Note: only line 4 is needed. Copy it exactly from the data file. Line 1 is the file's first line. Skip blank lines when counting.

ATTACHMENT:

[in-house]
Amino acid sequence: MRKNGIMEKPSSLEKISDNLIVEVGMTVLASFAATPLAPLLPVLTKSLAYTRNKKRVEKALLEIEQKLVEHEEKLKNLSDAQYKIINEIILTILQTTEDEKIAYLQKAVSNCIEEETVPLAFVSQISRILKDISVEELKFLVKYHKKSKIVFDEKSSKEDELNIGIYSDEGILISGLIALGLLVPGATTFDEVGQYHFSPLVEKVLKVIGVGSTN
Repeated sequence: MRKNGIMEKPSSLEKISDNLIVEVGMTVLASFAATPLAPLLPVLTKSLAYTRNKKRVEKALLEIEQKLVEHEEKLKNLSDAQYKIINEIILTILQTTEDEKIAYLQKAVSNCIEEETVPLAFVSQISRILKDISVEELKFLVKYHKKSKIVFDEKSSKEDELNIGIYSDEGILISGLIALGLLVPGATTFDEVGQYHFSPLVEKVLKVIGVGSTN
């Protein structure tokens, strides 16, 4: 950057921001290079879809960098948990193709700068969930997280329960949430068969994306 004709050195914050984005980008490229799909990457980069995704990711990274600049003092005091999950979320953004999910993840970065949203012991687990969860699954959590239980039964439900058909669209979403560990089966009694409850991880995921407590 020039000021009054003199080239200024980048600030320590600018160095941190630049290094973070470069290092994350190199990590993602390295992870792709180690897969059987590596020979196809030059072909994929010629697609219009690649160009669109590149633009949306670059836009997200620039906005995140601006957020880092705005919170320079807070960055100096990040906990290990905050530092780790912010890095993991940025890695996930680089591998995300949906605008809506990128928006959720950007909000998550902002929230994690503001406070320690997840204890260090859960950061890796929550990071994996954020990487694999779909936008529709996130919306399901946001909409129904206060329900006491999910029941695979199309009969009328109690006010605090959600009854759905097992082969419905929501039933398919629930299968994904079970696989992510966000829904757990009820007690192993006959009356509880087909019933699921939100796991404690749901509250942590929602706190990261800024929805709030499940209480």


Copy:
């Protein structure tokens, strides 16, 4: 950057921001290079879809960098948990193709700068969930997280329960949430068969994306 004709050195914050984005980008490229799909990457980069995704990711990274600049003092005091999950979320953004999910993840970065949203012991687990969860699954959590239980039964439900058909669209979403560990089966009694409850991880995921407590 020039000021009054003199080239200024980048600030320590600018160095941190630049290094973070470069290092994350190199990590993602390295992870792709180690897969059987590596020979196809030059072909994929010629697609219009690649160009669109590149633009949306670059836009997200620039906005995140601006957020880092705005919170320079807070960055100096990040906990290990905050530092780790912010890095993991940025890695996930680089591998995300949906605008809506990128928006959720950007909000998550902002929230994690503001406070320690997840204890260090859960950061890796929550990071994996954020990487694999779909936008529709996130919306399901946001909409129904206060329900006491999910029941695979199309009969009328109690006010605090959600009854759905097992082969419905929501039933398919629930299968994904079970696989992510966000829904757990009820007690192993006959009356509880087909019933699921939100796991404690749901509250942590929602706190990261800024929805709030499940209480």